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How to protect and strengthen your ability to focus
Last week I shared the framework of why mindfulness training has gained so much steam in the world of sports. To recap, it’s largely due to its ability to help us maintain presence and train our attention. We perform best not when we are ruminating on past mistakes, or when we are worried about future outcomes, but when we are present and attentive to what is important right now.
This week, I want to share some evidence and speak to some very interesting research backing up mindfulness training in high performance settings. The research has been done by neuroscientist and professor at the University of Miami, Dr. Amisha Jha. Dr. Jha has been featured in just about every publication and been on every podcast you can imagine.
In this week’s 3 point’s, I’ll discuss attention, how it is impacted by prolonged stress, and what we can do sustain ours.
1. What is attention?
Dr. Jha describes attention as a flashlight. So if you are reading this, your flashlight is directed here. You may not notice the humming of you air conditioning or what’s going on around you until you direct your flashlight elsewhere. We have the ability to select where we direct our flashlight. The ability to focus (something I’m confident every coach is interested in) is really the ability select and sustain where we direct our flashlights.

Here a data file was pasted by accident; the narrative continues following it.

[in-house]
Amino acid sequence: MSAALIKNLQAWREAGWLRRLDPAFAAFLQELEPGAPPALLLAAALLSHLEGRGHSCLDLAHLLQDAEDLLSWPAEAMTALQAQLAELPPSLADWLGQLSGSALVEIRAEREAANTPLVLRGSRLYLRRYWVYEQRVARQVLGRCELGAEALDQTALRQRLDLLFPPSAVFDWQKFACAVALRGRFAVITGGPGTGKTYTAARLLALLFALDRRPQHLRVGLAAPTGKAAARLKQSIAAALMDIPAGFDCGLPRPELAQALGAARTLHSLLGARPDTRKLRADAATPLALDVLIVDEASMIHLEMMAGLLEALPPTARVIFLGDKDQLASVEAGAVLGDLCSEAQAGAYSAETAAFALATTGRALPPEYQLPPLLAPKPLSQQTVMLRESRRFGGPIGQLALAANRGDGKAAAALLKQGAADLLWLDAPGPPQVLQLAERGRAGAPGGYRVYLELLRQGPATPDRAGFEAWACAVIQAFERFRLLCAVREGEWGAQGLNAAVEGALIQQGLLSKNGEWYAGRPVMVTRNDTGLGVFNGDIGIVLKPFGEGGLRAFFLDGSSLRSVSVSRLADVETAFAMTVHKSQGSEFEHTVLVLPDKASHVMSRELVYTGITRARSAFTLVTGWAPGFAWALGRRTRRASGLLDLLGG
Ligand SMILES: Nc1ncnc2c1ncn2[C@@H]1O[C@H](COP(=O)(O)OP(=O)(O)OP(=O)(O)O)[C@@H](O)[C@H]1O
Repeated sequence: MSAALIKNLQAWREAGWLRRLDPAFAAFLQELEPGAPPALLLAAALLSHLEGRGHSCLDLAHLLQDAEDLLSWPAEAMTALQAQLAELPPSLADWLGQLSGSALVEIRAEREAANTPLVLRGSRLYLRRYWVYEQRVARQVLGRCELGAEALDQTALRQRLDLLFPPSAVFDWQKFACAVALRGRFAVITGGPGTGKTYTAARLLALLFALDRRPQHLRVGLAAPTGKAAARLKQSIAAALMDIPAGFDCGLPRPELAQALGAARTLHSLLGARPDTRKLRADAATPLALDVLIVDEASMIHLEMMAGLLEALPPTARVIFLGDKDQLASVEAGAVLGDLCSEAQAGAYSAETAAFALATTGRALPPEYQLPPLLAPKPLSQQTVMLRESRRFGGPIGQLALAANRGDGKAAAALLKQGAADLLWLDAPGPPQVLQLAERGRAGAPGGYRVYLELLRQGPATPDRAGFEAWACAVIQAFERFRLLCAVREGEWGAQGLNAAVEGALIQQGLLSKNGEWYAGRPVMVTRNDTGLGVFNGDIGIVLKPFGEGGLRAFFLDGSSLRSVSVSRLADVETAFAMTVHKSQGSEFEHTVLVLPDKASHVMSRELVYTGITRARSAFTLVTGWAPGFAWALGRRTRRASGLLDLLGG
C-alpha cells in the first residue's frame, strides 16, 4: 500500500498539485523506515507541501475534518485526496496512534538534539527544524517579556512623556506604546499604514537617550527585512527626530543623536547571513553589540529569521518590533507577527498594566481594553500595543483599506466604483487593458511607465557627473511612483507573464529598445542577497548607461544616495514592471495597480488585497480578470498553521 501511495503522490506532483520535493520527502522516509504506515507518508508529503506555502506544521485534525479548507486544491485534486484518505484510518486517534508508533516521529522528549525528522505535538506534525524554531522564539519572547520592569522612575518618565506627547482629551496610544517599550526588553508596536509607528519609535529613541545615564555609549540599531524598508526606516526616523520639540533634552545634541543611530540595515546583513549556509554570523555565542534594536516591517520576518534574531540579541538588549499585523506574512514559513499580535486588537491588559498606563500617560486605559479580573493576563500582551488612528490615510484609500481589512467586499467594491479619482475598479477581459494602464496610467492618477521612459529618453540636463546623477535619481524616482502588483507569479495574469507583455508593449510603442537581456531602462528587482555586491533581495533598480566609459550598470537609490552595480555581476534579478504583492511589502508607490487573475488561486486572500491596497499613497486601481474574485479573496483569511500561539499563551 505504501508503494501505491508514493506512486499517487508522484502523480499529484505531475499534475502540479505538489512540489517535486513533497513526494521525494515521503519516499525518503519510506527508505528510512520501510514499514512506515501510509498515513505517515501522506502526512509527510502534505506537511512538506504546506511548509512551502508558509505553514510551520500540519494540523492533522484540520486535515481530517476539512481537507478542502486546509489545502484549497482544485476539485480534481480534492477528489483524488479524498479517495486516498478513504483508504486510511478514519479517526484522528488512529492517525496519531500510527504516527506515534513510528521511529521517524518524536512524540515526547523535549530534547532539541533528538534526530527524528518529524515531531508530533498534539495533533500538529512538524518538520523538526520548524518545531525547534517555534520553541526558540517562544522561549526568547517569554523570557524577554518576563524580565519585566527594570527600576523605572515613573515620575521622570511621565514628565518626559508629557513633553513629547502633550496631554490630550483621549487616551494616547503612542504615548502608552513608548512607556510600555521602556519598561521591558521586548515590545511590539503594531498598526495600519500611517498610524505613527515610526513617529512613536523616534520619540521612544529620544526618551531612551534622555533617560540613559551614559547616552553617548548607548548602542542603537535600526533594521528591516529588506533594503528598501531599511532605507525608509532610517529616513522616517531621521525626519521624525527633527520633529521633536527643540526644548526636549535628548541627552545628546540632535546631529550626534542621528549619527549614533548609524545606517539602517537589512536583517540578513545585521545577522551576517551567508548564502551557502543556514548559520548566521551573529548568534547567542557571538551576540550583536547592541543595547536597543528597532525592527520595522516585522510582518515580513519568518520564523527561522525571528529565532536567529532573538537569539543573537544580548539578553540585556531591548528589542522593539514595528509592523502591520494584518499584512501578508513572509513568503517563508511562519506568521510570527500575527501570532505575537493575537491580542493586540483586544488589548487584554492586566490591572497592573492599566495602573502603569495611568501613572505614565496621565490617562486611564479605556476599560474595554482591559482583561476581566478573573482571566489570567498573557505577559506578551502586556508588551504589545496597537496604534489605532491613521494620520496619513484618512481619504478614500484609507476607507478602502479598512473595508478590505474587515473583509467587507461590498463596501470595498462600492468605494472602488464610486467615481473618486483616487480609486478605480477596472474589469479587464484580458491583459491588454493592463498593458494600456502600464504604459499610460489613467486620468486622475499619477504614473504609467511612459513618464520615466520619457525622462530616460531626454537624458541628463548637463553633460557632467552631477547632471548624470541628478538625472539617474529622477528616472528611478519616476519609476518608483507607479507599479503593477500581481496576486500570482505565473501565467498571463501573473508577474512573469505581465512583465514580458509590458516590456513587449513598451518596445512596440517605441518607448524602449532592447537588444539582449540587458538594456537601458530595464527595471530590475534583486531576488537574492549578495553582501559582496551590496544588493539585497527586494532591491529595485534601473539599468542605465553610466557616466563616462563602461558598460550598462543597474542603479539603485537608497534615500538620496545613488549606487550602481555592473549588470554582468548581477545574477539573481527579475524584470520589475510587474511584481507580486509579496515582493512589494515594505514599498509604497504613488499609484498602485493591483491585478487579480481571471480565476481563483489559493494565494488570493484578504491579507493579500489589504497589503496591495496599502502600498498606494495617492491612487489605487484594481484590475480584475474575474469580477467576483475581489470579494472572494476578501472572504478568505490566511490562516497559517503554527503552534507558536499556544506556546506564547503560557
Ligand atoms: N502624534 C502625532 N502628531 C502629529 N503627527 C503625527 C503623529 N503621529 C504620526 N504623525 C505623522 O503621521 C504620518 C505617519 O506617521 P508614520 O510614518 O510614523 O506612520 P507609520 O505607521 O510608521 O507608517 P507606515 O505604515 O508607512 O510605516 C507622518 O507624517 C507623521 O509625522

As USOPC Sport Psychologist, Peter Haberl says, “attention is the currency of performance.” Meaning, despite the environment, how your’e feeling, the consequences of the outcome, are you able to keep sustain your attention on the task at hand. Dr. Jha takes it even further, because attention is required for thinking, feeling and connection, she believes that attention fuels performance and well-being.
2. Stress depletes attention
Dr. Jha’s research focuses on how prolonged periods of stress impact our capacity for attention. By studying military cohorts in pre-deployment training and NCAA football players during their pre-season training, Dr. Jha’s research has found that periods of high cognitive demand can have a detrimental impact on sustained attention (Jha et al. 2015, 2016) as well as emotional well-being (Jha et al. 2010). If we do nothing, our attention will decline.
So, when are your periods of high cognitive demand? The pre-season? Conference play? Post-season? The whole season?
3. The good news?
Mindfulness training can protect our ability to sustain attention in such high demand situations. However, in order to reap this protective factor, you actually need to practice.
Dr. Jha knew she was working with high-level performers, and with that came very busy schedules. So she sought to study the minimum effective dose of mindfulness training. Her research shows that 12 minutes a day has a measurable effect on the ability to sustain attention in such high-demand environments.
A helpful tip:
When using mindfulness training (see mental push-ups from last week), the goal is not to stop your mind from wandering, the goal is to notice wandering and bring it back on track.
Focus -> Notice -> Redirect.